Grazioplene was arrested Friday at his home in Gainesville, Va., booked and arraigned Monday morning. His attorney, Thomas Pavlinic of Annapolis, acknowledged a court appearance and said his client says he’s not guilty, but otherwise declined to comment.
It is the latest chapter in legal troubles for the retired two-star officer, who was charged by the Army last year with rape after an Army investigation dating back to early 2015.
In that case, authorities accused Grazioplene of numerous instances of raping a minor between 1983 and 1989, a span in which he lived for a time in Prince William County.
He also lived at Fort Leavenworth in Kansas, Fort Bragg in North Carolina and in Germany during that time frame.
Military officials prepared to court-martial Grazioplene this year rather than passing on the decades-old case. The U.S. military has prosecuted a general on felony charges just a handful of times in modern times.
Army officials heard evidence against Grazioplene during an Article 32 hearing at Fort Meade, Md., in August 2017 in which the general’s accuser described years of abuse at his hands.
Pavlinic, Grazioplene’s attorney, questioned whether the accuser had fabricated memories due to years of therapy, but the Army decided there was sufficient evidence to pursue a court-martial.
The case fell apart this year after the U.S. Court of Appeals for the Armed Forces found in another case, U.S. v. Mangahas, that there should be a five-year statute of limitations on rape charges. In that case, a rape charge against an Air Force officer, Lt. Col. Edzel D. Mangahas, was dismissed.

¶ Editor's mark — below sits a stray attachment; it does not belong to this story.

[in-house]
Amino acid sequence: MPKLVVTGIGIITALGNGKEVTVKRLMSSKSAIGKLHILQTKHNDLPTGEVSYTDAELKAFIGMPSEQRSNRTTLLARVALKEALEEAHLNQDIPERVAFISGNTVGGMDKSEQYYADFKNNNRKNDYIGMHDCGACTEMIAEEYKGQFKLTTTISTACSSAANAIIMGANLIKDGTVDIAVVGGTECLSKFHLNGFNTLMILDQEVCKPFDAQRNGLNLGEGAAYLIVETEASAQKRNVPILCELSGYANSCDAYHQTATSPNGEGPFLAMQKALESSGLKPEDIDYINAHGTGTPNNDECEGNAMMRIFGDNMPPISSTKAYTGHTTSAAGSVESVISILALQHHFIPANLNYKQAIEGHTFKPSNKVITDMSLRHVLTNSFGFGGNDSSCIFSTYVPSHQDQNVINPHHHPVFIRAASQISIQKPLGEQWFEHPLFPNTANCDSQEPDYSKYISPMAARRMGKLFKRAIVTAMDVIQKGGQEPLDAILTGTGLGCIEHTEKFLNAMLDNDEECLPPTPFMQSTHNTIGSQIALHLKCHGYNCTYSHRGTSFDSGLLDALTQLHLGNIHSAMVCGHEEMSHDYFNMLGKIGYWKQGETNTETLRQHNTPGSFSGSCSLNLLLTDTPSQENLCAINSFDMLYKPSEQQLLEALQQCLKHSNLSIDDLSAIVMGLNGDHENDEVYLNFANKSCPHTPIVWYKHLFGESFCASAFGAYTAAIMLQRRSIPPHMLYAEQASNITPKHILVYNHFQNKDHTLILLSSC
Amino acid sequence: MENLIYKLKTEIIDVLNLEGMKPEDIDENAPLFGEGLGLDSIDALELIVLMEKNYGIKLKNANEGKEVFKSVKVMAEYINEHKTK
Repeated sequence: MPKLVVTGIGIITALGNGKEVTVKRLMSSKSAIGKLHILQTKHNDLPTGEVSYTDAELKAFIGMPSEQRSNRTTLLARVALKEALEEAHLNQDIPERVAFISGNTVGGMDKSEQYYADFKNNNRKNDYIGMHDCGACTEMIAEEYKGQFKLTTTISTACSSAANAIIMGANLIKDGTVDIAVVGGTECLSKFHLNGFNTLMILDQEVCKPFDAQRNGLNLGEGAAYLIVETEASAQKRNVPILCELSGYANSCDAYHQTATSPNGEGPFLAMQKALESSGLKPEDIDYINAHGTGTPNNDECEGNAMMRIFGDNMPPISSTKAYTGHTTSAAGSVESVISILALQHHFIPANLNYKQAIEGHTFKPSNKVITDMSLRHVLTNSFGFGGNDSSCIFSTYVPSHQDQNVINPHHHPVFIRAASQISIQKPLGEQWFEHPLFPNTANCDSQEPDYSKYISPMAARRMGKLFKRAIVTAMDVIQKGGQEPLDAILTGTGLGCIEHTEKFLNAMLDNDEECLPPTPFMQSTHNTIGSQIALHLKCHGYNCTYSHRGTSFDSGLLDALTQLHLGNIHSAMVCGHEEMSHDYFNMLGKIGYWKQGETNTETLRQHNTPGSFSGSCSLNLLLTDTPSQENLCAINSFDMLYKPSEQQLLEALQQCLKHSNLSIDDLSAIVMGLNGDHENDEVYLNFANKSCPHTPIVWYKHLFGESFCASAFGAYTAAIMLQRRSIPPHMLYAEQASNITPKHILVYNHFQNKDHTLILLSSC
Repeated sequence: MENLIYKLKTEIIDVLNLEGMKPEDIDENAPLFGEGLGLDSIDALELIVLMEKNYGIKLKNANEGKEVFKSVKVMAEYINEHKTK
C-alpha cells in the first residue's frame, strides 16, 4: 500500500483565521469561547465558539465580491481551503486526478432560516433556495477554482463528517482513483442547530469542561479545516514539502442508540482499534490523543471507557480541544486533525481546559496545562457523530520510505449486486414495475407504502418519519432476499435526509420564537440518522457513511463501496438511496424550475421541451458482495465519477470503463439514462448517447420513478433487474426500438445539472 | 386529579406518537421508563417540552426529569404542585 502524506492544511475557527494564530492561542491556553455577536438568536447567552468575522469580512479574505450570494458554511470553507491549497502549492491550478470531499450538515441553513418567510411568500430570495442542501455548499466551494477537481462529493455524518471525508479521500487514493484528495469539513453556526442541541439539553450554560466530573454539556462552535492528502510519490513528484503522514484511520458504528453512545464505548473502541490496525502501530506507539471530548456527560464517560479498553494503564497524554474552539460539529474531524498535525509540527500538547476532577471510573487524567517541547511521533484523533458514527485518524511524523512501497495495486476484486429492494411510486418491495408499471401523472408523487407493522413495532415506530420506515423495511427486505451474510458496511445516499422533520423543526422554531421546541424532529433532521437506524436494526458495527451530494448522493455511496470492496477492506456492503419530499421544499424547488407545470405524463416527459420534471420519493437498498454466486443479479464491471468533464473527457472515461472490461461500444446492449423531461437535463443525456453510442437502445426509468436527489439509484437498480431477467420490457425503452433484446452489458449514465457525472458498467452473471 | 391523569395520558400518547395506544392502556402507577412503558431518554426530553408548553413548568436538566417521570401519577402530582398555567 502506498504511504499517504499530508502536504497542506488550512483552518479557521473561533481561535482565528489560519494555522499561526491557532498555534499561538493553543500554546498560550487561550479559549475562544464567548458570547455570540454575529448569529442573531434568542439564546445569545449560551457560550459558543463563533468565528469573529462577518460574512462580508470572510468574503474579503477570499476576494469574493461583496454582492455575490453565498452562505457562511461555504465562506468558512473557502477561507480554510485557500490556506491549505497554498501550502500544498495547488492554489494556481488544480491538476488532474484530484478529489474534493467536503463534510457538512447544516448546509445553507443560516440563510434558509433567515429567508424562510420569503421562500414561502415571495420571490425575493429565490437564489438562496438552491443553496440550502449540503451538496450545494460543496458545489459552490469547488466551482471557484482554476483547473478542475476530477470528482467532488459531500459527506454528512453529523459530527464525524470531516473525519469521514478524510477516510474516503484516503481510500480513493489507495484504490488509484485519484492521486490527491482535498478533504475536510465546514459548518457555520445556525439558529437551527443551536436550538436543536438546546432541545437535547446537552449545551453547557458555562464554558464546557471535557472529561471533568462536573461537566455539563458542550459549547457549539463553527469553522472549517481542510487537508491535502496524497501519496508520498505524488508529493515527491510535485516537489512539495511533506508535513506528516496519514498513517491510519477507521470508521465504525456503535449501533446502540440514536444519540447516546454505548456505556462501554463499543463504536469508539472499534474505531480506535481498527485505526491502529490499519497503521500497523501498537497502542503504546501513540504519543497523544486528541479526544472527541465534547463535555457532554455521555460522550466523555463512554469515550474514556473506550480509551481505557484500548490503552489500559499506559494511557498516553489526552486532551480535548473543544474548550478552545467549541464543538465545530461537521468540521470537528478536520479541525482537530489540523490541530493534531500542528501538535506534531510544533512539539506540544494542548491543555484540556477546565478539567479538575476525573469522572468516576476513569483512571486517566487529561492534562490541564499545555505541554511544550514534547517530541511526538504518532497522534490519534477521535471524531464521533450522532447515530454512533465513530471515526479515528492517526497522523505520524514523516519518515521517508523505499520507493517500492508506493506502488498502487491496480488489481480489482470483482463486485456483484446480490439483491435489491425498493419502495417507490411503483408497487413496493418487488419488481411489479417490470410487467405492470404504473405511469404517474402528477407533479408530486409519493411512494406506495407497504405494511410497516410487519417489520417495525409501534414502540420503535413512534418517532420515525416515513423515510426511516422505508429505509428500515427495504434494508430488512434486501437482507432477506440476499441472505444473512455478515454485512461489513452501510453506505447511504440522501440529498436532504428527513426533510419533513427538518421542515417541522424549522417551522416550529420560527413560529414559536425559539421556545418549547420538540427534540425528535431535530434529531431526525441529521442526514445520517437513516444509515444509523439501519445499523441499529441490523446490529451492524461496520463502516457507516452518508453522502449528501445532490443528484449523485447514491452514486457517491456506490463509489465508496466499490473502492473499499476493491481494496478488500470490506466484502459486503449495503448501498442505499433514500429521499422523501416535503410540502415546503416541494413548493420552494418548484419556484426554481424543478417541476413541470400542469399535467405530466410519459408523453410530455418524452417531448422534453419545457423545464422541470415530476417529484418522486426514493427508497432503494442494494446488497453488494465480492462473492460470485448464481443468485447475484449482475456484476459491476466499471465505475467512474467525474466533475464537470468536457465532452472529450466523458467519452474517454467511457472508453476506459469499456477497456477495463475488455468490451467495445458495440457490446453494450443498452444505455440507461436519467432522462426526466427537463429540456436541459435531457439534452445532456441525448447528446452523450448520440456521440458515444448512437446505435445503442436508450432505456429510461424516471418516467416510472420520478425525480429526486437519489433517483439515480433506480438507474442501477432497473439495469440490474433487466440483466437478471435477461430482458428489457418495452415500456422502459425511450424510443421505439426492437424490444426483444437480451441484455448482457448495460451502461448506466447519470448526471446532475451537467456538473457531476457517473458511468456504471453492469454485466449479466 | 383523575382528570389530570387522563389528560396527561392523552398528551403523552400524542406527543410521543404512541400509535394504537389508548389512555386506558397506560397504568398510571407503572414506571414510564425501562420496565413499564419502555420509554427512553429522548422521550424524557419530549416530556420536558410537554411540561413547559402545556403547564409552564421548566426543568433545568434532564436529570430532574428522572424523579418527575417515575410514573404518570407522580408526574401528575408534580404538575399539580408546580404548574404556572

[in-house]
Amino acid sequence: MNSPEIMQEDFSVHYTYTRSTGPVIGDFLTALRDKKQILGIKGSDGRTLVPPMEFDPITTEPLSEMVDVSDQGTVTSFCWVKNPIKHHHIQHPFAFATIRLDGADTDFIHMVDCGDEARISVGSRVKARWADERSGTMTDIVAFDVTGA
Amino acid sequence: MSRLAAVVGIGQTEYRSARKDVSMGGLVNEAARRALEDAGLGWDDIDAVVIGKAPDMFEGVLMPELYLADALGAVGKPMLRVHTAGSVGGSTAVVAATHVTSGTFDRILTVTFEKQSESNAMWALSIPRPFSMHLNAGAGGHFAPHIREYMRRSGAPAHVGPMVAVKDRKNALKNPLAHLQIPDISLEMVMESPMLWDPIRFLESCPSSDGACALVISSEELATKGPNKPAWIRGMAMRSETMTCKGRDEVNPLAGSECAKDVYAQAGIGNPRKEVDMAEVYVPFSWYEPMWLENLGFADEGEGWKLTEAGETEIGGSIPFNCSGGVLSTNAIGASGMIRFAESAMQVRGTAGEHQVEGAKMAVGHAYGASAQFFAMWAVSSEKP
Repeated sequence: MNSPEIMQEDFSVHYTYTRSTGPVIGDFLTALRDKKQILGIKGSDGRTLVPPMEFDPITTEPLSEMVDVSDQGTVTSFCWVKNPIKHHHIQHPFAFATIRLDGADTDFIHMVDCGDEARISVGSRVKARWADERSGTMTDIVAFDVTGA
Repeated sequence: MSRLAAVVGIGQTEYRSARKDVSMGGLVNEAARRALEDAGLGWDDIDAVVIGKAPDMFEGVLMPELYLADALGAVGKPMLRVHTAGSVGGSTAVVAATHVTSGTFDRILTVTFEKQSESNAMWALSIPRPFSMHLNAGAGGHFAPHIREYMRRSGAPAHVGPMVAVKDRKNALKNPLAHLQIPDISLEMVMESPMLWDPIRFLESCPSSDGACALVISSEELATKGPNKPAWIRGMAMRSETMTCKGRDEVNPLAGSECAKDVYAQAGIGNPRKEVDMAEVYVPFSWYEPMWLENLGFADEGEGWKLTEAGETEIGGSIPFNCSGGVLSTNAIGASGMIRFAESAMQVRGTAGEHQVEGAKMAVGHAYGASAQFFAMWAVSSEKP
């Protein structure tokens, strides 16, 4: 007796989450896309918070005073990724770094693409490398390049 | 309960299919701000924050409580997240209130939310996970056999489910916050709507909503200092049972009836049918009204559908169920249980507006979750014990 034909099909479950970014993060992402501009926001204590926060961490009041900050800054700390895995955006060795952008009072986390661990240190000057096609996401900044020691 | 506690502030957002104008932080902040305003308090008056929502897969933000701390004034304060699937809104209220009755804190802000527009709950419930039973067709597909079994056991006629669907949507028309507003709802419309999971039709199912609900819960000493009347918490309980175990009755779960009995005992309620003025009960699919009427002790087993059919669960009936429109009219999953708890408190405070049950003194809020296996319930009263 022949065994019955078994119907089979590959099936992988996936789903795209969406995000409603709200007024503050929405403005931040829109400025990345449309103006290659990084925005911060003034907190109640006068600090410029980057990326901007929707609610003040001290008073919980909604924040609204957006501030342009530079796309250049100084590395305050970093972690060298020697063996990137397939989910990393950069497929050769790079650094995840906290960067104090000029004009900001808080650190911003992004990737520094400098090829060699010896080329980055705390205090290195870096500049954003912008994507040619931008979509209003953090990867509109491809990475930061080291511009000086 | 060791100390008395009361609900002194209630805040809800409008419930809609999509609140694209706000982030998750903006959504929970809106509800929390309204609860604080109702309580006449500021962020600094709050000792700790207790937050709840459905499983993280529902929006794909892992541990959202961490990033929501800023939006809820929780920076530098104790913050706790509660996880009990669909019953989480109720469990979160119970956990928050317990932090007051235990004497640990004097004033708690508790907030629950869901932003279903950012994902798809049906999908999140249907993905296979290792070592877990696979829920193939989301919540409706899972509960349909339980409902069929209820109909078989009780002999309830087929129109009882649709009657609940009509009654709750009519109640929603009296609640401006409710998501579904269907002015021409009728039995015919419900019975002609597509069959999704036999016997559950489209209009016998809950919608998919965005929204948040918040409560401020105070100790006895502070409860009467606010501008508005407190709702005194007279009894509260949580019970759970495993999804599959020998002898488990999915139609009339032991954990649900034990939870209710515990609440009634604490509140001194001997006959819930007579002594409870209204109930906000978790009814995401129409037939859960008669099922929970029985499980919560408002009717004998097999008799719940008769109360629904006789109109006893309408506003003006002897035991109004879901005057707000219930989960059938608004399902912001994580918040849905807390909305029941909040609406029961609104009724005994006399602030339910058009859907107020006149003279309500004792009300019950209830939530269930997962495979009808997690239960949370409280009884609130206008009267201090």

His accuser said he had raped her while they were both cadets at the Coast Guard Academy in New London, Conn., in 1997.
The decision by the appeals court, considered one step down from the U.S. Supreme Court in military cases, led the Army to dismiss its case against Grazioplene in March.
Virginia, however, has no statute of limitations on rape charges and can pursue a case separately.
The Army also could punish Grazioplene administratively, with options including demotion in retirement and a formal written reprimand.
Brig Gen. Omar Jones, the Army’s chief of public affairs, declined to comment on Grazioplene’s case on Monday, saying it would be inappropriate for the service to do so while there is pending legal action.
Grazioplene joined the Army as an armor officer in 1972 after graduating from the U.S. Military Academy at West Point, N.Y., and served in Iraq during a 33-year career.
His last position was at the Pentagon as the director of force development for the Joint Warfighting Capabilities Assessment, which provides information to the Pentagon’s top officer, the chairman of the Joint Chiefs of Staff.